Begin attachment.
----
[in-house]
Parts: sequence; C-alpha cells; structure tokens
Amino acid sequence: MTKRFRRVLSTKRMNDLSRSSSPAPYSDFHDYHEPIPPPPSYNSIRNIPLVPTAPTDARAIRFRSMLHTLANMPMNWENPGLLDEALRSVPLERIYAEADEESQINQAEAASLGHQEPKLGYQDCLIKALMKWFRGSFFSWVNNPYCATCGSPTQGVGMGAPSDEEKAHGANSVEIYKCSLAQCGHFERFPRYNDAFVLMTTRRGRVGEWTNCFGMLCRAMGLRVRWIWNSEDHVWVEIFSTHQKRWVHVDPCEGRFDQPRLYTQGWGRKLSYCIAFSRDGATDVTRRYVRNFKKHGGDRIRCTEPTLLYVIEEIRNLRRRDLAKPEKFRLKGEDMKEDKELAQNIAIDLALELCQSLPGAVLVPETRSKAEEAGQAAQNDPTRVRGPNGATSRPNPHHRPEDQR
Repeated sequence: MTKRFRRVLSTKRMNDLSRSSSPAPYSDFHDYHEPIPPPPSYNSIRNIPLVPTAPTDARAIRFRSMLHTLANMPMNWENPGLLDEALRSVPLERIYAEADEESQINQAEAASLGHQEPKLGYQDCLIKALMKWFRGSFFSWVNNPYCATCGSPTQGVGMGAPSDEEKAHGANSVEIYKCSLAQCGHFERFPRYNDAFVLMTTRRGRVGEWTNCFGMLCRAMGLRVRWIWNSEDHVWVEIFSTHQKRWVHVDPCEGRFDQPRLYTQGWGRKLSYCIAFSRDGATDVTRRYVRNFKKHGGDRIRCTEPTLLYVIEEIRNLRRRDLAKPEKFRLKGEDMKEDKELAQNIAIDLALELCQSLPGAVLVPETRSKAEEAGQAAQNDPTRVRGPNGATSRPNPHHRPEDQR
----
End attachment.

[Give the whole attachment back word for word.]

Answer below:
[in-house]
Parts: sequence; C-alpha cells; structure tokens
Amino acid sequence: MTKRFRRVLSTKRMNDLSRSSSPAPYSDFHDYHEPIPPPPSYNSIRNIPLVPTAPTDARAIRFRSMLHTLANMPMNWENPGLLDEALRSVPLERIYAEADEESQINQAEAASLGHQEPKLGYQDCLIKALMKWFRGSFFSWVNNPYCATCGSPTQGVGMGAPSDEEKAHGANSVEIYKCSLAQCGHFERFPRYNDAFVLMTTRRGRVGEWTNCFGMLCRAMGLRVRWIWNSEDHVWVEIFSTHQKRWVHVDPCEGRFDQPRLYTQGWGRKLSYCIAFSRDGATDVTRRYVRNFKKHGGDRIRCTEPTLLYVIEEIRNLRRRDLAKPEKFRLKGEDMKEDKELAQNIAIDLALELCQSLPGAVLVPETRSKAEEAGQAAQNDPTRVRGPNGATSRPNPHHRPEDQR
Repeated sequence: MTKRFRRVLSTKRMNDLSRSSSPAPYSDFHDYHEPIPPPPSYNSIRNIPLVPTAPTDARAIRFRSMLHTLANMPMNWENPGLLDEALRSVPLERIYAEADEESQINQAEAASLGHQEPKLGYQDCLIKALMKWFRGSFFSWVNNPYCATCGSPTQGVGMGAPSDEEKAHGANSVEIYKCSLAQCGHFERFPRYNDAFVLMTTRRGRVGEWTNCFGMLCRAMGLRVRWIWNSEDHVWVEIFSTHQKRWVHVDPCEGRFDQPRLYTQGWGRKLSYCIAFSRDGATDVTRRYVRNFKKHGGDRIRCTEPTLLYVIEEIRNLRRRDLAKPEKFRLKGEDMKEDKELAQNIAIDLALELCQSLPGAVLVPETRSKAEEAGQAAQNDPTRVRGPNGATSRPNPHHRPEDQR